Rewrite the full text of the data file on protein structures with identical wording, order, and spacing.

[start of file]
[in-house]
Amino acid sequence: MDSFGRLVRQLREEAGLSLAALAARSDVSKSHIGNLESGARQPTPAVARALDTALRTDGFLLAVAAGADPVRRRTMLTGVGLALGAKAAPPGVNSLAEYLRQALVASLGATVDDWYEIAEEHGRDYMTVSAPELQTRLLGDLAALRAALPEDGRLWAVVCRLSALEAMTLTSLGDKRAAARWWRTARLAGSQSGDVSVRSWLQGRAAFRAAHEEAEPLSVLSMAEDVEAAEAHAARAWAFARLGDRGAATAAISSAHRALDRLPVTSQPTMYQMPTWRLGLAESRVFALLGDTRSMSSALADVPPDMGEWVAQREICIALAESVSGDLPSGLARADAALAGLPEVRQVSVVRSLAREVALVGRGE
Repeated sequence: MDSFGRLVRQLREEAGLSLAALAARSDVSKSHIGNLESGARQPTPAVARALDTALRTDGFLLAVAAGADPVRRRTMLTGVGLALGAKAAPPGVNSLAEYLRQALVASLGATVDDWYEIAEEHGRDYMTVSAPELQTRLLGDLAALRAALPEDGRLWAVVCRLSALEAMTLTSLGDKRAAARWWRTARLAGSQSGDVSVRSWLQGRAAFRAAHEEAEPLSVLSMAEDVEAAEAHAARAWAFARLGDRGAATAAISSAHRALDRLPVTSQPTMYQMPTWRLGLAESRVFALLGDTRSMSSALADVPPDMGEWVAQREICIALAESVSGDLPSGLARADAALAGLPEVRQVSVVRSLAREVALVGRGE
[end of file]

[in-house]
Amino acid sequence: MDSFGRLVRQLREEAGLSLAALAARSDVSKSHIGNLESGARQPTPAVARALDTALRTDGFLLAVAAGADPVRRRTMLTGVGLALGAKAAPPGVNSLAEYLRQALVASLGATVDDWYEIAEEHGRDYMTVSAPELQTRLLGDLAALRAALPEDGRLWAVVCRLSALEAMTLTSLGDKRAAARWWRTARLAGSQSGDVSVRSWLQGRAAFRAAHEEAEPLSVLSMAEDVEAAEAHAARAWAFARLGDRGAATAAISSAHRALDRLPVTSQPTMYQMPTWRLGLAESRVFALLGDTRSMSSALADVPPDMGEWVAQREICIALAESVSGDLPSGLARADAALAGLPEVRQVSVVRSLAREVALVGRGE
Repeated sequence: MDSFGRLVRQLREEAGLSLAALAARSDVSKSHIGNLESGARQPTPAVARALDTALRTDGFLLAVAAGADPVRRRTMLTGVGLALGAKAAPPGVNSLAEYLRQALVASLGATVDDWYEIAEEHGRDYMTVSAPELQTRLLGDLAALRAALPEDGRLWAVVCRLSALEAMTLTSLGDKRAAARWWRTARLAGSQSGDVSVRSWLQGRAAFRAAHEEAEPLSVLSMAEDVEAAEAHAARAWAFARLGDRGAATAAISSAHRALDRLPVTSQPTMYQMPTWRLGLAESRVFALLGDTRSMSSALADVPPDMGEWVAQREICIALAESVSGDLPSGLARADAALAGLPEVRQVSVVRSLAREVALVGRGE